A Basic Framework
Until recently, people in this part of the world defined themselves more by their fetishes than their jobs. In conversation, office politics yielded to window-ledge altars fashioned from votive candles, vintage lunch boxes, old hubcaps, croquet mallets, 3-D Jesuses, tiki mugs, worn tampons, riding crops, absinthe paraphernalia, Pez dispensers, cocktail shakers, wrestling masks, lovers' hair, Madagascar beetles, and living tarantulas (you know who you are). Some folks managed to turn their fetishes into art, some made them their vocations, and others did both, weaving them through their lives like breath.
The home Bones shares with his wife is painted the cheerful color of a fondant bonbon -- very much like all the other cheerful bonbons snuggled together on top of this neighborhood hill. The house is the same size and shape as the other houses and its front garden is located next to the stairs, just like the other gardens on the block. A person would have to be quite observant to notice anything unusual about the house, like the curious features of the rocks and stones scattered among the cacti out front.
Bones answers the door wearing a flagrant jumble of mismatched checkers and stripes. His dusky hair -- washed and combed -- remains incorrigible after decades of salt air and desert wind. He smiles, and his eyes shine out of a lean, leathery face bearing the ruddy patina of sunshine.
Once inside, the little stucco house begins to conform with its owner's roguish mien. A couch made from a great, ancient tree offers witness to ceremonial headdresses from Africa and statues from New Guinea. A deadeye dropped from a ship in the 1800s and encrusted with seashells and rocks from countless tumbles across the ocean floor stands on a low shelf among other pieces of art -- carved antlers from Bali, a perfectly rusted gasoline can, a delicate mobile made of an ostrich pelvis, totems, paintings, driftwood, and carvings. While Bones clearly relishes all of his exotic treasures, his narration becomes most demonstrative when we admire the skeletal mobile.
"Bones are architectural wonders," says Bones, fingering the bleached surface of an elephant femur. "They are masterpieces of sculpture."
Bones first fell in love with skeletal remains while attending art school, where he met his wife. "They make wonderful models," he says, matter-of-factly indicating the 110-pound pelvis that spans his 4-foot-wide fireplace. In 1954, during his 11-week cross-country camping honeymoon, Bones noticed a sun-bleached horse skeleton protruding from the dried grass of an enclosed pasture. Harvesting the armature was the beginning of two lifetime commitments. By the time the newlyweds reached California, their Ford was an exanimate menagerie of cows, sheep, deer, and horses.
After that, Bones became friendly with zookeepers and taxidermists. He began digging through 50-gallon drums behind tallow works filled with dogs and cats from the Humane Society. He wandered the beaches of Baja and collected roadkill in Australia, Mexico, and Alaska. The young couple's first apartment was littered with femurs, vertebrae, pelvic bones, and skulls. Bones used the skeletons to inspire his biology pupils at a high school in East Oakland, where he taught for over 32 years; his wife turned them into frameworks for grand paintings. Somewhere along the way Bones began gathering for natural history museums, making him one of only a handful of men in California licensed to salvage the remains of marine mammals and endangered species. The bone-collecting increased further. Animals too large to be stripped of their flesh by dermestid beetles and bacterial maceration -- elephants, hippos, giraffes, whales, and the like -- were brought home under cover of night and buried in the back yard, where they decomposed naturally. Eventually Bones' wife demanded a larger home, one where the skeletons would not crush her easel. The transition took place at night, over the course of two weeks.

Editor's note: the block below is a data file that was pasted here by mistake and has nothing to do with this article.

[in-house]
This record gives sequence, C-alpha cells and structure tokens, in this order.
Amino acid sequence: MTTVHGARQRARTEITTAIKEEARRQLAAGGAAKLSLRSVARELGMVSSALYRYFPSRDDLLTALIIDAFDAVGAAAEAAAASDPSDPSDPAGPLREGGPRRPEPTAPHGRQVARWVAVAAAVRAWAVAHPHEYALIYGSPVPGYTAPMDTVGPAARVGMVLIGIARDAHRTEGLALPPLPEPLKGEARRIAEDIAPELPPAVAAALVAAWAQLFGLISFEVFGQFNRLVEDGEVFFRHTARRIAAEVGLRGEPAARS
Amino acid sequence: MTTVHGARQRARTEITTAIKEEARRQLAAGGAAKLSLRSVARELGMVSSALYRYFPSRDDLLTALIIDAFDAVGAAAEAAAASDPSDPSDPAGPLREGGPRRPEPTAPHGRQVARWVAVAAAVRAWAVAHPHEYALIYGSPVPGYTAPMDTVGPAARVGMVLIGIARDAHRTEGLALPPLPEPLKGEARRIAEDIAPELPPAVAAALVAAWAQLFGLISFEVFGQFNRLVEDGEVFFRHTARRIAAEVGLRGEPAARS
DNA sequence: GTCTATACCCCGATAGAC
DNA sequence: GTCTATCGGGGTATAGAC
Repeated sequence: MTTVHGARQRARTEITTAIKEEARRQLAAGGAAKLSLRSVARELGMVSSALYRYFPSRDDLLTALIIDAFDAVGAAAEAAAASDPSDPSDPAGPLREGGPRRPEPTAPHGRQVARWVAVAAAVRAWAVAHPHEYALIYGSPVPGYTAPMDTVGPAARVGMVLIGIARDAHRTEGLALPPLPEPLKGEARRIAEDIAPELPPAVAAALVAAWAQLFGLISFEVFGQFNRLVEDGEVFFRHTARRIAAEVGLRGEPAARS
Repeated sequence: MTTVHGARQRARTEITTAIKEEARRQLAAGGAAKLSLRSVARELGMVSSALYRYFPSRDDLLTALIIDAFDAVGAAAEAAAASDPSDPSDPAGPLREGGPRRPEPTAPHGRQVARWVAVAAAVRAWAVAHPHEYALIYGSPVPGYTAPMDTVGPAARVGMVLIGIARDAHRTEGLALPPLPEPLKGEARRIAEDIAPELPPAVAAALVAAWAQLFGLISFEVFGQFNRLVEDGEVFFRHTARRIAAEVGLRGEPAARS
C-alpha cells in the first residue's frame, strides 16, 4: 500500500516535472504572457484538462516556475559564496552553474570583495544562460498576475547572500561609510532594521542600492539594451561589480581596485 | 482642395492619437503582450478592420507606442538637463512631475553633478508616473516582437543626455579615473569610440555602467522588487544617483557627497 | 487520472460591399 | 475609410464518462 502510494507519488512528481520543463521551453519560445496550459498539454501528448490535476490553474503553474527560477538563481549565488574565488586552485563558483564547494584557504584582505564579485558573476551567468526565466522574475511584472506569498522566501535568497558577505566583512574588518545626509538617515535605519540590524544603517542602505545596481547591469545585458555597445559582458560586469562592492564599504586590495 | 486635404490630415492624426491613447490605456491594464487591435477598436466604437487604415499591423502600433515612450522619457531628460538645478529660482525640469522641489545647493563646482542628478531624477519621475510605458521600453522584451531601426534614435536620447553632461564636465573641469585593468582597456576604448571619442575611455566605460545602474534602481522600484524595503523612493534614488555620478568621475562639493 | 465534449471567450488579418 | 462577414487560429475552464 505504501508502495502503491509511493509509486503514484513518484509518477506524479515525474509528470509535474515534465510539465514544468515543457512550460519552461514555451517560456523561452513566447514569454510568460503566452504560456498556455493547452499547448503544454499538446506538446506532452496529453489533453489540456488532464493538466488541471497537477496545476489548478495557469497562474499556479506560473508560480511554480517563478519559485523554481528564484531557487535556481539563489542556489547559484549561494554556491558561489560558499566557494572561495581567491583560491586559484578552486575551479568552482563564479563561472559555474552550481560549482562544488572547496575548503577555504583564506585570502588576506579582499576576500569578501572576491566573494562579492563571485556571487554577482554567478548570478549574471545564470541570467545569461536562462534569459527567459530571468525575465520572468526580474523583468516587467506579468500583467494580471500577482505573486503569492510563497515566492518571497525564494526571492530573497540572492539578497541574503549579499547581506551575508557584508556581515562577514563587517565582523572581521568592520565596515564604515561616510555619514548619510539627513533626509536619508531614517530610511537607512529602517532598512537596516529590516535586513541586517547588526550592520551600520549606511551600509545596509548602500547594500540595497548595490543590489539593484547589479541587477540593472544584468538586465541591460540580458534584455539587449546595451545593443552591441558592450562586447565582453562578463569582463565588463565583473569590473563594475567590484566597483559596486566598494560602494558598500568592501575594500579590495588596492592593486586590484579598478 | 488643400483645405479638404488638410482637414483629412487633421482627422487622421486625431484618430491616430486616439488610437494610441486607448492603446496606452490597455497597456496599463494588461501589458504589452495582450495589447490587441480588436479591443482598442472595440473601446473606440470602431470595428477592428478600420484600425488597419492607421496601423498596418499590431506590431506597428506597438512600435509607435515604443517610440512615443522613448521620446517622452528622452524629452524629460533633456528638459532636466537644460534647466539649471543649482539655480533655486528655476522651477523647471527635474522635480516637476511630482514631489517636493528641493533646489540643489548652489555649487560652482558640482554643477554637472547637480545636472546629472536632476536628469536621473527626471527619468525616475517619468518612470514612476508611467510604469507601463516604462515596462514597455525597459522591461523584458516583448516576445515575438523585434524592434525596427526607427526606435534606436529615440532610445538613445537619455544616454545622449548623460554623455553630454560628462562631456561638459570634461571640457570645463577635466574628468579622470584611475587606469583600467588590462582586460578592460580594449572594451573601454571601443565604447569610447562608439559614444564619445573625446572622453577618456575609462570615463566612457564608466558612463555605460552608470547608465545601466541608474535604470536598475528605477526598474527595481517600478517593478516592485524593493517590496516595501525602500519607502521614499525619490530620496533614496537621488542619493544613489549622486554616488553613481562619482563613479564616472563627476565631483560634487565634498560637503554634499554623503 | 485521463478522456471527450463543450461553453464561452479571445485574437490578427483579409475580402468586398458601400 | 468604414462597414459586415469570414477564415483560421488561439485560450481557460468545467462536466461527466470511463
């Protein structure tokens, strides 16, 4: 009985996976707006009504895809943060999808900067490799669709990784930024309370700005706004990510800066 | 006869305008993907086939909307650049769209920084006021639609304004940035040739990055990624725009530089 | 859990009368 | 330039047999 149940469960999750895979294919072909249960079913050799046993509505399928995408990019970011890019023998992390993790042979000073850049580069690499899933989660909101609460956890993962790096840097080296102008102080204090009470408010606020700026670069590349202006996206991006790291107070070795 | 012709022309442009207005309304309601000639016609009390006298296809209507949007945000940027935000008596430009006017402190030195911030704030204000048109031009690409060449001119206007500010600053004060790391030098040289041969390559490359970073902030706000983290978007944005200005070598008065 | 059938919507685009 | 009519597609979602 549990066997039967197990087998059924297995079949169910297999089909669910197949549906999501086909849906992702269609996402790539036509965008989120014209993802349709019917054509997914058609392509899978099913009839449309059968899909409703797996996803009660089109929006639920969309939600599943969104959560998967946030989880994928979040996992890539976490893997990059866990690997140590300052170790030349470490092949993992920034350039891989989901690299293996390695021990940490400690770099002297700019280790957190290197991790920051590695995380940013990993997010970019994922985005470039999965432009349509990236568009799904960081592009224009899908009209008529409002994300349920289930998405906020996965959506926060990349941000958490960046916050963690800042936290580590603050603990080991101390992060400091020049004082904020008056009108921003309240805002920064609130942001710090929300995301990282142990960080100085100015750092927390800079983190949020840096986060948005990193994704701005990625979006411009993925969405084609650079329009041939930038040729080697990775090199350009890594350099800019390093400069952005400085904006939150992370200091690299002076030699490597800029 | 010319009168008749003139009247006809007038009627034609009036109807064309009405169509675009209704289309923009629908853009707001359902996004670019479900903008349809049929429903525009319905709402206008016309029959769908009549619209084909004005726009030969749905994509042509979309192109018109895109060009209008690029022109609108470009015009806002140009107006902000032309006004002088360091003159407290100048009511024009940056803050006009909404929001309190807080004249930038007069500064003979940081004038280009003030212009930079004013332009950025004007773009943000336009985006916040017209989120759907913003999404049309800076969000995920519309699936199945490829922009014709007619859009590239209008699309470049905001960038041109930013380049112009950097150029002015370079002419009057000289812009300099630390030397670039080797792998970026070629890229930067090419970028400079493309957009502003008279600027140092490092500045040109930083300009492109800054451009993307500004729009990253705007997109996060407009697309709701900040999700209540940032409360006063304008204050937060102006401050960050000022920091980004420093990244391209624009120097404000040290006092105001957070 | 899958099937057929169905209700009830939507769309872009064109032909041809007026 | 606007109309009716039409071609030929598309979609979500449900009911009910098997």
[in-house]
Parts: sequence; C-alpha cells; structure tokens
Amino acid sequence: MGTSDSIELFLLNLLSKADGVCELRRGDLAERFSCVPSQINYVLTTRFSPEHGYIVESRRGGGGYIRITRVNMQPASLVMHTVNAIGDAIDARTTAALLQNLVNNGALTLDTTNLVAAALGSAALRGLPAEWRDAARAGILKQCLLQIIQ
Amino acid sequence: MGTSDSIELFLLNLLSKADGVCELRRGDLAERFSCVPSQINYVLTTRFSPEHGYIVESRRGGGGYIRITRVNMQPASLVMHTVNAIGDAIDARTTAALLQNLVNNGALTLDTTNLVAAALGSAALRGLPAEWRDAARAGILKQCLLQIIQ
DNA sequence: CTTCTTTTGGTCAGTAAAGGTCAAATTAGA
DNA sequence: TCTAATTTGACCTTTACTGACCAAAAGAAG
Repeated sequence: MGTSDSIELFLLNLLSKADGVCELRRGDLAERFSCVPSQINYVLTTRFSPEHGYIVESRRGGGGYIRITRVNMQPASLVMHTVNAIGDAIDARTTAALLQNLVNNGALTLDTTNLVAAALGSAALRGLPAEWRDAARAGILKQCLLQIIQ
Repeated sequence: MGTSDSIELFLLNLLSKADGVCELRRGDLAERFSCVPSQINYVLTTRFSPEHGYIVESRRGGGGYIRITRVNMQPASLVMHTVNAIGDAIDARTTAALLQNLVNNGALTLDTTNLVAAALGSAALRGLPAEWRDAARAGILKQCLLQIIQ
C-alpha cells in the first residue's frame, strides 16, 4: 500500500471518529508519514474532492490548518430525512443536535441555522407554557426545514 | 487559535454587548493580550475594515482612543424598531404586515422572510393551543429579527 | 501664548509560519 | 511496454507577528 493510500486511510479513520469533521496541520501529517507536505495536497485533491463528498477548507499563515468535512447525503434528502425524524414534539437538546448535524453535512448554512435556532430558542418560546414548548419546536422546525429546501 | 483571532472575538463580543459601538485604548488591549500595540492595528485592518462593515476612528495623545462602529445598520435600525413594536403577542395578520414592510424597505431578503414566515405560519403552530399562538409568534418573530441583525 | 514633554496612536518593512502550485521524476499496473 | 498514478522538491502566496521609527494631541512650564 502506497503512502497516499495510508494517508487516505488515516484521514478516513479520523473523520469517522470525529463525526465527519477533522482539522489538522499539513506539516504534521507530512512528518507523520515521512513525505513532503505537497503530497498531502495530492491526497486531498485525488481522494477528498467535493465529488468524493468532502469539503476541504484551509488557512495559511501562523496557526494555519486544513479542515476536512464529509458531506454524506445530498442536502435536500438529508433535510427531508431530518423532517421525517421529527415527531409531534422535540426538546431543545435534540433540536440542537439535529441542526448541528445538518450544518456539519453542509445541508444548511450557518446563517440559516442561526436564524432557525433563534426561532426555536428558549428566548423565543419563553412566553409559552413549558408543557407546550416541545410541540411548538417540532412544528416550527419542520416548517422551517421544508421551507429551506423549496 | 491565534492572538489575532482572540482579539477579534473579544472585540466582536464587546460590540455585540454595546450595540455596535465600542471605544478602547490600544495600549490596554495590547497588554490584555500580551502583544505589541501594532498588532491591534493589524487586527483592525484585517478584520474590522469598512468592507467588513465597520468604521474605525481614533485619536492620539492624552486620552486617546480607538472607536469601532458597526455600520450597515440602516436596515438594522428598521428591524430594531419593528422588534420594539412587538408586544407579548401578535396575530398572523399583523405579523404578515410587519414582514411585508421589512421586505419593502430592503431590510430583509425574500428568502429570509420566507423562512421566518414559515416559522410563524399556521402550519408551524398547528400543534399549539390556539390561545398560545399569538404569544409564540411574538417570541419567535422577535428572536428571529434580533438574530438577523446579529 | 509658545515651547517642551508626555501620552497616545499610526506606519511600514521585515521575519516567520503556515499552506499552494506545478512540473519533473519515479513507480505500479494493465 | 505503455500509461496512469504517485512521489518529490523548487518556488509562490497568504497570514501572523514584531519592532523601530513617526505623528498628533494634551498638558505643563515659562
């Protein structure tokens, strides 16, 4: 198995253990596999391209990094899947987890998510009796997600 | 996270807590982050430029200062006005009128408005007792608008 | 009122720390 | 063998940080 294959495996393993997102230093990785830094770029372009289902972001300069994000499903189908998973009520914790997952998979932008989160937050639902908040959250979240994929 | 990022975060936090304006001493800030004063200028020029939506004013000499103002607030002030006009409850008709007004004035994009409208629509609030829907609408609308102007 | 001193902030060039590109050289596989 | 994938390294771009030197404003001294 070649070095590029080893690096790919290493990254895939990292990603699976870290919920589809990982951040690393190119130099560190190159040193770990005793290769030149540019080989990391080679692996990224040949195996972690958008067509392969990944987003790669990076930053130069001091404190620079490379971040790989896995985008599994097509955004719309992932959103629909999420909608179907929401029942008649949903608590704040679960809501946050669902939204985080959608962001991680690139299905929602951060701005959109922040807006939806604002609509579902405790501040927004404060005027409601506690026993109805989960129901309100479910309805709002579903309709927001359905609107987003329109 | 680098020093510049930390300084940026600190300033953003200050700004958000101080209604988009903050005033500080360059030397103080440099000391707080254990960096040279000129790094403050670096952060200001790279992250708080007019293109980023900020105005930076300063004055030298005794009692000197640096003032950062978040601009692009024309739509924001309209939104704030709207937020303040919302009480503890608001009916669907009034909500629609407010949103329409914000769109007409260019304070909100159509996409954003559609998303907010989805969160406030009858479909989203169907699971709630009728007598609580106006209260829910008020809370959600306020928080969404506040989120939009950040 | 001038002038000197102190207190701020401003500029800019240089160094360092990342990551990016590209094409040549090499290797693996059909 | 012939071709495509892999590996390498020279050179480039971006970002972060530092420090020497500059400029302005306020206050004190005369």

"People can get freaked by a VW van full of bones," says Bones. "And there's always the chance of theft. I don't buy or sell bones -- everything goes to the museum when I die -- but there are plenty of people who would like to get their hands on a few chimpanzee skulls. People are strange." For these reasons, very few bone collectors are willing to openly talk about their collections, and fewer wives willing to put up with an extensive collection.
"When we moved, I promised I would keep the bones out of the living quarters," says Bones, indicating a large glass case holding the delicate coiled remains of several rattlesnakes -- one of which put Bones in the hospital. A glass of "swizzle sticks" made of the penis bones from bears, otters, and raccoons sits in the center of a small table cluttered with strange valuables. A stately rhino pelvis leans in one corner.
"I really like pelvic bones," says Bones. On intimate terms, it's easy to see why. Pelvic bones are comprised of some of the most graceful lines found in nature: The balance of negative space and mass is nearly sublime; stripped of their function, bones beguile light and produce a delicate impression of uninterrupted airflow and relaxed equilibrium.